It's Wednesday, and time to take a look at the bookshelf again! This week, I want to share a book that a friend of mine found in the library - full of wonderful inspiration!
You may be familiar with the Quilts of Gees Bend - quilts made by women in southern Alabama out of what they had on hand, that are beautifully primitive and artistic. The quilts in this book will remind you of those quilts, but with much greater variety.
Unconventional and Unexpected shares American quilts that have flown below the radar, made between 1950 and 2000. There is so much creativity in these quilts! I particularly love the colors in this beauty...
It is called "Circles" and was made sometime between 1950 and 1970.
Spiderweb quilts are so popular now - take a look at these two, made respectively between 1975-2000 and 1940-1970. The one on the right was actually made very near me, in the Hard Bargain community of Franklin, TN, a predominately African American community dating back to the 1870's.
And oh, isn't this striped quilt, made between 1950-1975, wonderful? The movement in this quilt makes me smile!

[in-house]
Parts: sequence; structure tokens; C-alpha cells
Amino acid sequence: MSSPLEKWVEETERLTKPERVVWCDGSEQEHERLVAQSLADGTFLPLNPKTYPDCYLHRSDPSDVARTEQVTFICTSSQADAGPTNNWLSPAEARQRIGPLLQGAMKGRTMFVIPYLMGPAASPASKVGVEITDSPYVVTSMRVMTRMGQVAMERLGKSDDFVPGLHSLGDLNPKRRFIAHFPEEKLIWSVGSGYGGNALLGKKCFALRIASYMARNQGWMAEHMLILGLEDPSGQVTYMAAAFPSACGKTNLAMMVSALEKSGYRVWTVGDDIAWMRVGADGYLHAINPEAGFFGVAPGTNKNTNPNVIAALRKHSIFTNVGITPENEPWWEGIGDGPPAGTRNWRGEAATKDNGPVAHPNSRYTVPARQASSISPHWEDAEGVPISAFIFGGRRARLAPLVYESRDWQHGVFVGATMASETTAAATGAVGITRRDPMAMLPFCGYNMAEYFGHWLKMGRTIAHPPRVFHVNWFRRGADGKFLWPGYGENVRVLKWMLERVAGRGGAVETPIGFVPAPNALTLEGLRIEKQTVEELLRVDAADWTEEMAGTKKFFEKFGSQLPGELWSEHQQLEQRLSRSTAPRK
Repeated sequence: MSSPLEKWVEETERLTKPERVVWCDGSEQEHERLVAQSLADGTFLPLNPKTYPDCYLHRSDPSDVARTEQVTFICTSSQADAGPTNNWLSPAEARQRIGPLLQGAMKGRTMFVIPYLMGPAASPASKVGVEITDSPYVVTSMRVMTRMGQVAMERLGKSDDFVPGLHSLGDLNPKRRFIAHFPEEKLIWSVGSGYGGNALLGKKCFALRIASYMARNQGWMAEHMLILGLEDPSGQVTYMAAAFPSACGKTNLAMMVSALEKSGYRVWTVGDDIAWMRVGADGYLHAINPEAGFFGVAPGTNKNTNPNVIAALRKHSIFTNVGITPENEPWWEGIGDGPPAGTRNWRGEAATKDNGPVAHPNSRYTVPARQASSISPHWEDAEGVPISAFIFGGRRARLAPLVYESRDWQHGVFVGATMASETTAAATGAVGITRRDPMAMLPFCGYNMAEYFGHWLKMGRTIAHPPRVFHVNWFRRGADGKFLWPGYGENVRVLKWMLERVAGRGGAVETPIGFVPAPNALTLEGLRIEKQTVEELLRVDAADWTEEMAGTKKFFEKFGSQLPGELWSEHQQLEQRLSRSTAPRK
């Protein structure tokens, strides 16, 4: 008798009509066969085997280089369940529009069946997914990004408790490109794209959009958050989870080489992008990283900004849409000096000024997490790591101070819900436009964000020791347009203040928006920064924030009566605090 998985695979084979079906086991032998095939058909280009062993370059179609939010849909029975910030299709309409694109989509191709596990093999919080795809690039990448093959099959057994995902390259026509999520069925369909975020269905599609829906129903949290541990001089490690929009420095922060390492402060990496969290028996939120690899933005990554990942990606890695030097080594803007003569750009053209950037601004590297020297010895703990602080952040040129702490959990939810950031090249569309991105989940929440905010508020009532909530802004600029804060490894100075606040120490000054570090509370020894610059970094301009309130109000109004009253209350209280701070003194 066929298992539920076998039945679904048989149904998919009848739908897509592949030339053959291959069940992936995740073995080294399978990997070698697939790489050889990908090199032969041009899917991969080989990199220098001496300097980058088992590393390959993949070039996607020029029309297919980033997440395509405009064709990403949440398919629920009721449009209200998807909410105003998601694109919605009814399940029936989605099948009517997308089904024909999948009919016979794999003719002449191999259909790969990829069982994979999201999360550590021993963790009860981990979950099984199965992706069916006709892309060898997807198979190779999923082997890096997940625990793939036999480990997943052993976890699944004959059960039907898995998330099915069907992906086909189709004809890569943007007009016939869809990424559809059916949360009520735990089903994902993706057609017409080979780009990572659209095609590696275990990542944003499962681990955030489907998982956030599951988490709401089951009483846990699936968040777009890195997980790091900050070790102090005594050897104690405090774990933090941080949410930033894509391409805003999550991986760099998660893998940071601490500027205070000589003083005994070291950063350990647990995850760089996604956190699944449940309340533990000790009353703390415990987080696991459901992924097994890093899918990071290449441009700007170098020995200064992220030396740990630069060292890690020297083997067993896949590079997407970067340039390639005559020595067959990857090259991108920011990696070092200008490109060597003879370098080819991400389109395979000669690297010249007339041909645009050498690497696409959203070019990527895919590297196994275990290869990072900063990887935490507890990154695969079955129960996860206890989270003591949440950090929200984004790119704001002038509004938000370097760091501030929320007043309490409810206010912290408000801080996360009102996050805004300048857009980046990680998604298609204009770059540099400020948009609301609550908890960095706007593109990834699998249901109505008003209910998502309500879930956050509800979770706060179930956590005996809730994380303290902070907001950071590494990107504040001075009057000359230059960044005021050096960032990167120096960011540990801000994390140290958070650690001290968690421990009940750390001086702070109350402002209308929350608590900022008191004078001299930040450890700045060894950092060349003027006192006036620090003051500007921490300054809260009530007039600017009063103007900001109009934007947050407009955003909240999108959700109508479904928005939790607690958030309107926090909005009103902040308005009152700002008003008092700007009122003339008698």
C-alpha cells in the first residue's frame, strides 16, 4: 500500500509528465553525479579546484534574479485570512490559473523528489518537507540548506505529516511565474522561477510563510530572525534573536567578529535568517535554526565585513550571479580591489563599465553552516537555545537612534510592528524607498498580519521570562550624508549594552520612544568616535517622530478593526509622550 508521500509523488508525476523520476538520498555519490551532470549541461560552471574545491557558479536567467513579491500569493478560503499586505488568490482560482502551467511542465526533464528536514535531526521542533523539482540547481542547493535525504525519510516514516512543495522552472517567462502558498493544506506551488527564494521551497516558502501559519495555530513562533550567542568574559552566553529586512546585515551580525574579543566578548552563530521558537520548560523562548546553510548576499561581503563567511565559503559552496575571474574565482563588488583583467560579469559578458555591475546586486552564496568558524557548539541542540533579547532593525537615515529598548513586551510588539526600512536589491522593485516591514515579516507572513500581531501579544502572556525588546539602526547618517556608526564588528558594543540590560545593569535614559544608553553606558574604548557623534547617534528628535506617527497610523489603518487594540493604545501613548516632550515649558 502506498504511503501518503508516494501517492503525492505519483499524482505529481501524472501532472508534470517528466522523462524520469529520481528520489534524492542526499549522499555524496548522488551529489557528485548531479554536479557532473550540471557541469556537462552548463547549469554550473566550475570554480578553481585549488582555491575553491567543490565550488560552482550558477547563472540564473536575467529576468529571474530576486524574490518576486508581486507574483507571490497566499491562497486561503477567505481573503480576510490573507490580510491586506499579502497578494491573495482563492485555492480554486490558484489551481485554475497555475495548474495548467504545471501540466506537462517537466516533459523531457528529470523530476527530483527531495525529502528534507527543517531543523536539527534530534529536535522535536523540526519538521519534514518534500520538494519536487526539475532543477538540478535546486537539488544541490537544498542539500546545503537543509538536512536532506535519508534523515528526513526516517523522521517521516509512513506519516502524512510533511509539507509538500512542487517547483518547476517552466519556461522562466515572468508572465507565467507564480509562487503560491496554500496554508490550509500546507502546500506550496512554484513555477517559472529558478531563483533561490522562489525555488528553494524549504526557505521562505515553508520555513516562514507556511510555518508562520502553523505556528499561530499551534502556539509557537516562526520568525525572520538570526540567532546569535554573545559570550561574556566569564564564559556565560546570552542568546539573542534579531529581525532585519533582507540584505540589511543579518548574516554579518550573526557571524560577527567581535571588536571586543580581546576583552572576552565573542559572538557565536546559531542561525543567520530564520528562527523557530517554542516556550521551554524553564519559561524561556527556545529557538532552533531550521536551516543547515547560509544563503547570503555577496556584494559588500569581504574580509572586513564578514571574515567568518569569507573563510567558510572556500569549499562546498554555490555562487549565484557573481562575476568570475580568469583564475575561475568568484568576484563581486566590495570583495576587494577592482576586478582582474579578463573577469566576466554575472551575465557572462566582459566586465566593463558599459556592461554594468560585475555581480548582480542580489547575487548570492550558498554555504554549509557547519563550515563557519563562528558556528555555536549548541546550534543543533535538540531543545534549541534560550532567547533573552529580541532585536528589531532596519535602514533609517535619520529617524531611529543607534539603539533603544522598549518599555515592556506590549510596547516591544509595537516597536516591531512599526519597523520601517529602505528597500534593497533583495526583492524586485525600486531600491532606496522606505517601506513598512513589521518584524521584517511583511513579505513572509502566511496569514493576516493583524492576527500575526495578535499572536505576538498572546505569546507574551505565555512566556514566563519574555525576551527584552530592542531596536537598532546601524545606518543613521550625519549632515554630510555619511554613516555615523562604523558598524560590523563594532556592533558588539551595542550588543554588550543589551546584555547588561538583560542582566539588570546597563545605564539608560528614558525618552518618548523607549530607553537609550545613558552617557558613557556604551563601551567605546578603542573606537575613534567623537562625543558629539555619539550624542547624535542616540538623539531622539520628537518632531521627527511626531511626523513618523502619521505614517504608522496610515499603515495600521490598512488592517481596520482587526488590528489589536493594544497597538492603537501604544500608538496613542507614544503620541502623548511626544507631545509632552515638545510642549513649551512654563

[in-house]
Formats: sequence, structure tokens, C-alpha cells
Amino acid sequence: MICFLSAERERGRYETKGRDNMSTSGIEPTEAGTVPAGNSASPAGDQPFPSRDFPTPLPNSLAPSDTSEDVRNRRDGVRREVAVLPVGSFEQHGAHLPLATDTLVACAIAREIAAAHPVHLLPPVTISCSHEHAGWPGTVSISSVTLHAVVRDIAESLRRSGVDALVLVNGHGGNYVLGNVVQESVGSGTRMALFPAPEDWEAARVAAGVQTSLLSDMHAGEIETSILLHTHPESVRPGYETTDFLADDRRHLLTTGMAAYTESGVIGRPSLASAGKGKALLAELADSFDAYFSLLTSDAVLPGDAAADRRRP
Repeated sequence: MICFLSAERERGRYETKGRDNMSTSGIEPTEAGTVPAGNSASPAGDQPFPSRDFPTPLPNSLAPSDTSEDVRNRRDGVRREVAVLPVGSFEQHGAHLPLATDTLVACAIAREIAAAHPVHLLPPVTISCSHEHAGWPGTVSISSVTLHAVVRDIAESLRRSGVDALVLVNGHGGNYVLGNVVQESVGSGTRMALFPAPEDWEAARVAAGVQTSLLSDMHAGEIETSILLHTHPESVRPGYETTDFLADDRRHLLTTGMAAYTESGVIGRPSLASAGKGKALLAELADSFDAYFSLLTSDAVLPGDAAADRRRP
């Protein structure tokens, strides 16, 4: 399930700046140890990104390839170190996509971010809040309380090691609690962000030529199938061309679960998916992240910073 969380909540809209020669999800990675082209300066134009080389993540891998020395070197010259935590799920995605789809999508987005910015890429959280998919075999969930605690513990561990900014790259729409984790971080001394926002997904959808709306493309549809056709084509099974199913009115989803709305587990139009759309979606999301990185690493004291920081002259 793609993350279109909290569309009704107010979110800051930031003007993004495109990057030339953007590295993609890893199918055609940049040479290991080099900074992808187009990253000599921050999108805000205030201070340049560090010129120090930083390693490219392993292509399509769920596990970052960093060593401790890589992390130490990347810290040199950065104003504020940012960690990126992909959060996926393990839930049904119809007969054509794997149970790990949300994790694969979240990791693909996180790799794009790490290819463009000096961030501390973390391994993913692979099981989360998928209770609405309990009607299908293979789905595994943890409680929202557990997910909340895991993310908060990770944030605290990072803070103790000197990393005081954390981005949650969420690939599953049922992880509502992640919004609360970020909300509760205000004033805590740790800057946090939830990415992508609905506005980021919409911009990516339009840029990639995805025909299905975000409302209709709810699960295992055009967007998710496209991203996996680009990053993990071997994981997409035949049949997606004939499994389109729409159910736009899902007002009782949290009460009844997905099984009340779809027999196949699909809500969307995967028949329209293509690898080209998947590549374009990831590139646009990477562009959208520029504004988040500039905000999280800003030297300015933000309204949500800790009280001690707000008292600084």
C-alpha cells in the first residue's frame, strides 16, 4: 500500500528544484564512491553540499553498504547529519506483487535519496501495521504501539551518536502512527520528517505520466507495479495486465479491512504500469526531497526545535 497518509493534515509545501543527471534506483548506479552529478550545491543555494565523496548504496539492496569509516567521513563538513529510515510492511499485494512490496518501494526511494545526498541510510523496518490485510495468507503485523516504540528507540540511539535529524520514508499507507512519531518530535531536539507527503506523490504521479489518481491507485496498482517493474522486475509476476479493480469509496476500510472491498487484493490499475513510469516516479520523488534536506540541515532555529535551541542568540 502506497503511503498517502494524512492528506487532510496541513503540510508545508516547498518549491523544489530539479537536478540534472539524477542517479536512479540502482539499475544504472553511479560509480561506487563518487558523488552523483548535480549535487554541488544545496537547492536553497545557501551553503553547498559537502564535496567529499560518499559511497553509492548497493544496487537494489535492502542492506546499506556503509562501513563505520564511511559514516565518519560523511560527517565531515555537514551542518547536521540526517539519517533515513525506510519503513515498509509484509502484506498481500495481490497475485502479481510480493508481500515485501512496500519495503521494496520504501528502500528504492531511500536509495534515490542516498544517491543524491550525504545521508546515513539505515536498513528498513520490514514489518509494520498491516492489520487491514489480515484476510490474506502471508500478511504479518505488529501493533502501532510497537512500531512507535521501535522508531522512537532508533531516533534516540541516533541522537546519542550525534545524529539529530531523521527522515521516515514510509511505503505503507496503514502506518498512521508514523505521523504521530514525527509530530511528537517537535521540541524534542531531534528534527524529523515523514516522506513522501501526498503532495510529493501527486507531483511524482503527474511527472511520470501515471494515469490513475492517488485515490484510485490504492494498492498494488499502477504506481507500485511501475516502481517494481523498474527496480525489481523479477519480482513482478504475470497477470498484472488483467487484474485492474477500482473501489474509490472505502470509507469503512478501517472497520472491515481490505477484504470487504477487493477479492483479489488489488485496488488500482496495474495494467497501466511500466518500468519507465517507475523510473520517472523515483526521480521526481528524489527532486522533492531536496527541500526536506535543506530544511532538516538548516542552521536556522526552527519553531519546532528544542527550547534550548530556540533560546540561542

And this quilt uses prairie points in a way I've never seen before -the entire quilt was covered with rows of them! It was made between 1960-1985.
This quilt looks like something that could have been made just recently, but it dates from 1940-1970. It's called Rattlesnake/Snake Trail.
Another feature that I really liked about this book was that occasionally they would show the back of a quilt or flimsy. The quilt shown above was one of those. An unfinished top, dating from 1950-1975, it was foundation pieced on pages from the Sears, Roebuck & Co. catalog. Fortunately, those paper pieces were never taken off, and this quilt is quite a treasure!
I don't think I would ever quilt this top - the papers on the back are such a wonderful conversation starter! I can remember poring over the pages of the Sears catalog when I was little - you could literally buy anything there!
This isn't an inexpensive book, so it may be one you want to check out from your local library or put on your Christmas wish list (it's on mine!) but it's definitely worth reading! There are wonderful essays about the quilts and quilting lore interspersed between the photographs, and a whole lot of inspiration in this coffee table book.
That's what's on my bookshelf this week - or at least, what I WISH was on my bookshelf instead of the library's! Have you taken a look at yours lately?